Along with traditional costumes, musical instruments like gongs, and traditional cuisine of ethnic minorities in the province also contain many unique cultural values, which are diligently preserved and promoted by the locals.

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The cuisine of each ethnic minority community reflects their customs, way of life, and connection with nature and their roots. The dishes are closely tied to daily life, prepared without much complexity, primarily relying on experience passed down through generations. Each community has its own characteristic "recipe" for its cuisine, all aiming to maintain a natural, fresh, and rustic taste in every dish.

Ethnic minority communities have many enticing traditional dishes, among which the most popular is often "com lam" (bamboo-tube rice). Instead of using a pot, the rice is cooked or grilled in bamboo tubes, "nứa" (a type of bamboo container), or hollow bamboo sections. Locals often choose glutinous rice with firm grains, ensuring the rice remains chewy when cooked and does not dry out. Choosing suitable bamboo sections for grilling com lam is crucial; they should be fresh and not too thick to avoid burning and to allow easy removal when cooked. When putting the rice into the bamboo, one end is sealed tightly, while the other end is left open for grilling.

Ms. Y Phan from Kep Ram village (Hoa Binh commune, Kon Tum city) shares her secret: "To make delicious com lam, the most important step is soaking and soaking the rice. Soak the rice for about 4-6 hours; soaking it too long will make it sour and less tasty."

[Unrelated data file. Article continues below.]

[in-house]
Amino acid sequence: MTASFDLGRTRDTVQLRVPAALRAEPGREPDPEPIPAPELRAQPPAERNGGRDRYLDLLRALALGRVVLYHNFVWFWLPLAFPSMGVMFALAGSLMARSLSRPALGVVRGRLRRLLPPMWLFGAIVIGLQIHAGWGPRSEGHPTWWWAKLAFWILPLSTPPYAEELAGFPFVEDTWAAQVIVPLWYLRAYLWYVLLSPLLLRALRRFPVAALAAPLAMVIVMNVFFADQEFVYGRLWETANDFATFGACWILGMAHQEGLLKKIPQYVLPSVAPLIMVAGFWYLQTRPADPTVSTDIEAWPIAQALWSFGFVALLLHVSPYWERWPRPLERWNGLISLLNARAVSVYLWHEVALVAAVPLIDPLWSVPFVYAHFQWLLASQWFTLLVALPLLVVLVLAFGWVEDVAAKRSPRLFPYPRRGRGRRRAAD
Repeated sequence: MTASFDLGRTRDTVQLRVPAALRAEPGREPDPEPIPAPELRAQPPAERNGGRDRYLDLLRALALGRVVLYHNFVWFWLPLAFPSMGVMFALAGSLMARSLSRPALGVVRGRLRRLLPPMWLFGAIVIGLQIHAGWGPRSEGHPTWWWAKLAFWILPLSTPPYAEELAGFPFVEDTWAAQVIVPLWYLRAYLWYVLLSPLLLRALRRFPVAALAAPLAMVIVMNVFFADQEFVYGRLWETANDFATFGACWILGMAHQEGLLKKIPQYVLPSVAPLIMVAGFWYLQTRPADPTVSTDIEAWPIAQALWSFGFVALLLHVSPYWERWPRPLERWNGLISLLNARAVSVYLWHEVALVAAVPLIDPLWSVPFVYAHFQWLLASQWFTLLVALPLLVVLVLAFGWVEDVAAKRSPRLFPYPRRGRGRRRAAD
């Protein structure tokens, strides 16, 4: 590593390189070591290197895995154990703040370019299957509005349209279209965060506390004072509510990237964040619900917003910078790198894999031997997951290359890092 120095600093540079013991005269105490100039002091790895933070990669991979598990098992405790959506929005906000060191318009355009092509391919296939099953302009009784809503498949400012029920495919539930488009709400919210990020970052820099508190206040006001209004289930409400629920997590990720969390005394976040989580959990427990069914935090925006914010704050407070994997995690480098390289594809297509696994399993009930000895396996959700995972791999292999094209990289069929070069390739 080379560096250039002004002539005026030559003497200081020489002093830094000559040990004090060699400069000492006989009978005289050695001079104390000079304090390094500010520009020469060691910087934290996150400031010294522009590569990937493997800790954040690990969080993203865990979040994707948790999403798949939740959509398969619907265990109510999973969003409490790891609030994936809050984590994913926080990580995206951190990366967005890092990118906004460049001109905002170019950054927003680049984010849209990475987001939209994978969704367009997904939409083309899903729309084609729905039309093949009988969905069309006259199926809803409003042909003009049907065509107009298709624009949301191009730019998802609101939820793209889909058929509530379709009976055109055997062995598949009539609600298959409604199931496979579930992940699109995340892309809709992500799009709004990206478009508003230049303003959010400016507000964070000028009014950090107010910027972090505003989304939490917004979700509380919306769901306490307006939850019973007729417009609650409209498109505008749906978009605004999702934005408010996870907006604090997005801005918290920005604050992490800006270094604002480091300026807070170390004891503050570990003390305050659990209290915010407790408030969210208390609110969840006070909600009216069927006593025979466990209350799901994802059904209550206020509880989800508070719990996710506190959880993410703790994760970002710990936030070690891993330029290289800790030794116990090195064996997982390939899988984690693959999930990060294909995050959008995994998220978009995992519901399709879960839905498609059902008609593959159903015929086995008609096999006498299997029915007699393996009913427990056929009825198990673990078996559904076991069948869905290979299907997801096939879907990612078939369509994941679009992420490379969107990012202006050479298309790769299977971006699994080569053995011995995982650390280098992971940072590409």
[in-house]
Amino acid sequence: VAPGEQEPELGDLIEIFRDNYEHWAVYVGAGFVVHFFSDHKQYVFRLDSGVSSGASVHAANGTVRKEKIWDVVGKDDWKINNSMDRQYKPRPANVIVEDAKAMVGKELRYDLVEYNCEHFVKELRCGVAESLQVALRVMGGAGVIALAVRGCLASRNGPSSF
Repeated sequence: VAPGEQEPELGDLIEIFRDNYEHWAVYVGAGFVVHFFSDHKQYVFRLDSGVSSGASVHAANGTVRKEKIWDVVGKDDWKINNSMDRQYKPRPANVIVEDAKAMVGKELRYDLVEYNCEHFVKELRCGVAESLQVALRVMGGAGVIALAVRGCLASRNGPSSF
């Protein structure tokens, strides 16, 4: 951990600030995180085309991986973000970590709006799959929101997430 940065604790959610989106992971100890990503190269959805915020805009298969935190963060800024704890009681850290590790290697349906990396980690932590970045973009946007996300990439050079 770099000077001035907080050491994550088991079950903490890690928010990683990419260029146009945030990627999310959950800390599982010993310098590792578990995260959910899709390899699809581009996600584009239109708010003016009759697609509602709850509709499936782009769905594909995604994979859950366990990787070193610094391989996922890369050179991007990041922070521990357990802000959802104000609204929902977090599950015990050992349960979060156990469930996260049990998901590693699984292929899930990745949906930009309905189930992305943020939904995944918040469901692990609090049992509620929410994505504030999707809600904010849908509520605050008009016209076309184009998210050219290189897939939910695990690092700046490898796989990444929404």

The grilled chicken with bamboo-tube rice is a signature dish of the Kon Tum region.

In addition to com lam, ethnic minority communities also have another quite unique dish called "goi la mi" (cassava leaf salad). This dish utilizes natural herbs and fruits. Despite their bitter, spicy, or pungent tastes, they become a delightful dish for those who have the opportunity to taste it. The ingredients include "la mi" leaves, bitter eggplant, chili, garlic, and lemongrass. Additionally, dried fish, freshwater fish, or meat can be added to enhance the aroma. The leaves and leaf shoots are thoroughly pounded and squeezed for juice, then stir-fried with the ingredients, seasoned according to taste.

Ms. Y Co Vien from Kep Ram village (Hoa Binh commune, Kon Tum city) says: "For traditional leaf salad, the most important thing is the time of picking the leaves, usually picked in the early morning for freshness and to reduce bitterness. The chosen leaves are usually "la mi gòn" (wild betel leaf), the best being "la mi co" (old betel leaf), but they are rare now. Equally important is the pounding process; it must be done evenly from top to bottom without crushing, or it will not taste good."

The traditional cuisine of ethnic minority communities in the province is rustic, close to the mountains and forests, and very nutritious, serving as a food source for many layers of children in the village. Therefore, the ethnic minority communities place great emphasis on passing down cooking experiences and customs to their descendants. On every occasion, whether it's festivals, holidays, or gatherings, ethnic minority families prepare traditional dishes together, creating a bustling and cozy atmosphere.